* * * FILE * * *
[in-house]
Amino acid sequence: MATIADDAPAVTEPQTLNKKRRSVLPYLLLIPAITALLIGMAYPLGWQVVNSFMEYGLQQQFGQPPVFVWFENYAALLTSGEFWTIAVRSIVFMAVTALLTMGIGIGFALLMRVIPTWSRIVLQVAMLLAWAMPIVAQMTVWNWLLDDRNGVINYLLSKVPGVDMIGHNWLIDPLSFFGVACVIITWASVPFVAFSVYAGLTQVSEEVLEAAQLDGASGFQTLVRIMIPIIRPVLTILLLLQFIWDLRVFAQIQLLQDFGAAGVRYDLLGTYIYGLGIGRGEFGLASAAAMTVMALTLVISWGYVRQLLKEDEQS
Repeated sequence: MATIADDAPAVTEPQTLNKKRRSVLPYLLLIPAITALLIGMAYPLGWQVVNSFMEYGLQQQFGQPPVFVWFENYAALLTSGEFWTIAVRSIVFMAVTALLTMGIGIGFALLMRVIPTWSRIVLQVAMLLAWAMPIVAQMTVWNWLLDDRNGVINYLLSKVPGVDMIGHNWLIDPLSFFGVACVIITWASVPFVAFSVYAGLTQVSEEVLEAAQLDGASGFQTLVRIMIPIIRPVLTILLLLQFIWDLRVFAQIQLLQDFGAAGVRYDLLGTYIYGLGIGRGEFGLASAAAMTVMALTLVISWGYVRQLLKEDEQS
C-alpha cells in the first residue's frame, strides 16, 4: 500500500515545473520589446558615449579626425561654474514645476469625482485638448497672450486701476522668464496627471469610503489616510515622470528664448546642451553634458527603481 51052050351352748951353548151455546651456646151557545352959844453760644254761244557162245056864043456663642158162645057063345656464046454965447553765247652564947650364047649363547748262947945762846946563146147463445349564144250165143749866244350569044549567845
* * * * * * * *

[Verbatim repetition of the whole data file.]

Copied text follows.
[in-house]
Amino acid sequence: MATIADDAPAVTEPQTLNKKRRSVLPYLLLIPAITALLIGMAYPLGWQVVNSFMEYGLQQQFGQPPVFVWFENYAALLTSGEFWTIAVRSIVFMAVTALLTMGIGIGFALLMRVIPTWSRIVLQVAMLLAWAMPIVAQMTVWNWLLDDRNGVINYLLSKVPGVDMIGHNWLIDPLSFFGVACVIITWASVPFVAFSVYAGLTQVSEEVLEAAQLDGASGFQTLVRIMIPIIRPVLTILLLLQFIWDLRVFAQIQLLQDFGAAGVRYDLLGTYIYGLGIGRGEFGLASAAAMTVMALTLVISWGYVRQLLKEDEQS
Repeated sequence: MATIADDAPAVTEPQTLNKKRRSVLPYLLLIPAITALLIGMAYPLGWQVVNSFMEYGLQQQFGQPPVFVWFENYAALLTSGEFWTIAVRSIVFMAVTALLTMGIGIGFALLMRVIPTWSRIVLQVAMLLAWAMPIVAQMTVWNWLLDDRNGVINYLLSKVPGVDMIGHNWLIDPLSFFGVACVIITWASVPFVAFSVYAGLTQVSEEVLEAAQLDGASGFQTLVRIMIPIIRPVLTILLLLQFIWDLRVFAQIQLLQDFGAAGVRYDLLGTYIYGLGIGRGEFGLASAAAMTVMALTLVISWGYVRQLLKEDEQS
C-alpha cells in the first residue's frame, strides 16, 4: 500500500515545473520589446558615449579626425561654474514645476469625482485638448497672450486701476522668464496627471469610503489616510515622470528664448546642451553634458527603481 51052050351352748951353548151455546651456646151557545352959844453760644254761244557162245056864043456663642158162645057063345656464046454965447553765247652564947650364047649363547748262947945762846946563146147463445349564144250165143749866244350569044549567845